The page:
By Pete McMartin, Vancouver Sun
In Saturday’s column, I wrote about a study of Vancouver real estate prices by Andy Yan, an urban planner with Bing Thom Architects and an adjunct professor with the University of B.C.’s School of Community and Regional Planning.
Vancouver is soon to be a Chinese colony
In the study, Yan plotted the worth of all homes in neighbour-hoods zoned single-family residential – or RS, in planning par-lance. He plotted those homes assessed at over $1 million.
The study was an update of a similar one he had done in 2011, and Yan did the update to see what change there had been in the number of million-dollar homes.
He found a radical change.
In a single year, the number of million-dollar homes had increased by 10 per cent. More than half the single-family homes in Vancouver were now assessed at over $1 mil-lion. All homes had increased in value by at least $55,000 (out-stripping Vancouver’s median family income of $53,000) and 80 per cent of the homes had increased in assessed value by over $100,000.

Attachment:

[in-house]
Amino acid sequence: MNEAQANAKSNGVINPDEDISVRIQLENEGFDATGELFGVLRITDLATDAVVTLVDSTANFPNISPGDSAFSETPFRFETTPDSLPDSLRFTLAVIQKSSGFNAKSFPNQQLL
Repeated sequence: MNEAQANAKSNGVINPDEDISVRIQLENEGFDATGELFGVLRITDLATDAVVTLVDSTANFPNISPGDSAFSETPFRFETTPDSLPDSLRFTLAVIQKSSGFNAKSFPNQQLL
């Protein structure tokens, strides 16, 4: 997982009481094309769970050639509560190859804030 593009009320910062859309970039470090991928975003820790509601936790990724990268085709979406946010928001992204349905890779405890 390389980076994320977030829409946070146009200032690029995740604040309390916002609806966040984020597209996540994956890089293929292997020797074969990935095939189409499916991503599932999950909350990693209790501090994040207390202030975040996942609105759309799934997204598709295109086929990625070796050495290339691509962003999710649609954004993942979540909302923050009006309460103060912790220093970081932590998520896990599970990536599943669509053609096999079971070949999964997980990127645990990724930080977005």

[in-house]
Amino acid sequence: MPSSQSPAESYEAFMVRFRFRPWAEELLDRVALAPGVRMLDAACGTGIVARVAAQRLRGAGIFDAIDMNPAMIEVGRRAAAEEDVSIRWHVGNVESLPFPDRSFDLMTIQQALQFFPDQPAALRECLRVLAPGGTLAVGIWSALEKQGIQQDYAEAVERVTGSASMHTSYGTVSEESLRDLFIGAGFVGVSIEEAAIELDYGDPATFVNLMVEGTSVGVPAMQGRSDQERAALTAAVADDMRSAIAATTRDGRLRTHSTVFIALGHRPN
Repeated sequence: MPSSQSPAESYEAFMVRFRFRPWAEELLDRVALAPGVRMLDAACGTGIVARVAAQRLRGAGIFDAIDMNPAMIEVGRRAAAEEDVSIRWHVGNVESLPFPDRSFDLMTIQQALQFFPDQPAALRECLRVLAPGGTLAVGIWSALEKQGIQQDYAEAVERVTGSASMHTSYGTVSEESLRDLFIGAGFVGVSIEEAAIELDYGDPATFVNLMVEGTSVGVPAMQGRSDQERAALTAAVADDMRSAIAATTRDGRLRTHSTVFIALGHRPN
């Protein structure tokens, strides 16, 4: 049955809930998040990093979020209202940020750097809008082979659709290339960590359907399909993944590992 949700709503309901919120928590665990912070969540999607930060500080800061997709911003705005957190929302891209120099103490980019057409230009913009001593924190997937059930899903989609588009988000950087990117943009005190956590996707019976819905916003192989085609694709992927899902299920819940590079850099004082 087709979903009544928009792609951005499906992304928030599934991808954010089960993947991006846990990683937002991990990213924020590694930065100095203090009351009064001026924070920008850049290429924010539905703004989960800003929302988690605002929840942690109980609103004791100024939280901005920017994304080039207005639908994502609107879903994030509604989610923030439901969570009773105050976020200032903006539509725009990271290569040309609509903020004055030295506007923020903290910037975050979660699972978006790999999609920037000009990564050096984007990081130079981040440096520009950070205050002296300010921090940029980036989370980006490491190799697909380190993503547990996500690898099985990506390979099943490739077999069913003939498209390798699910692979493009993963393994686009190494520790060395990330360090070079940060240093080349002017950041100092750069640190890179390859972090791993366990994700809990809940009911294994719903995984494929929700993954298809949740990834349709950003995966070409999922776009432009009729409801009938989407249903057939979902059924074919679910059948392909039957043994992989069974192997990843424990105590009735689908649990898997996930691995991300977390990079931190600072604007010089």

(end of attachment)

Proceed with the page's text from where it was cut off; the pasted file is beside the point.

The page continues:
He also found the traditional disparity in real estate prices between the west and east sides of the city had begun to blur. Several east-side neighbour-hoods had seen tremendous growth in the number of homes assessed at over $1 million.
The alarm over such increases has inspired, among other things, the Mayor’s Task Force on Housing Affordability.
It has also inspired calls to impose restrictions on offshore buyers, particularly those from China.
To judge by the increasing number of media stories, and the apocryphal tales of wealthy Chinese offering cash by the shovelful, and the unbridled (and usually vitriolic) comments about such buyers on web pages and in newspapers’ public comment sections, many believe that nouveau riche Chinese nationals are the main reason for the price increases.
Posted by CIReport.ca
on Apr 3, 2012 | 0 comments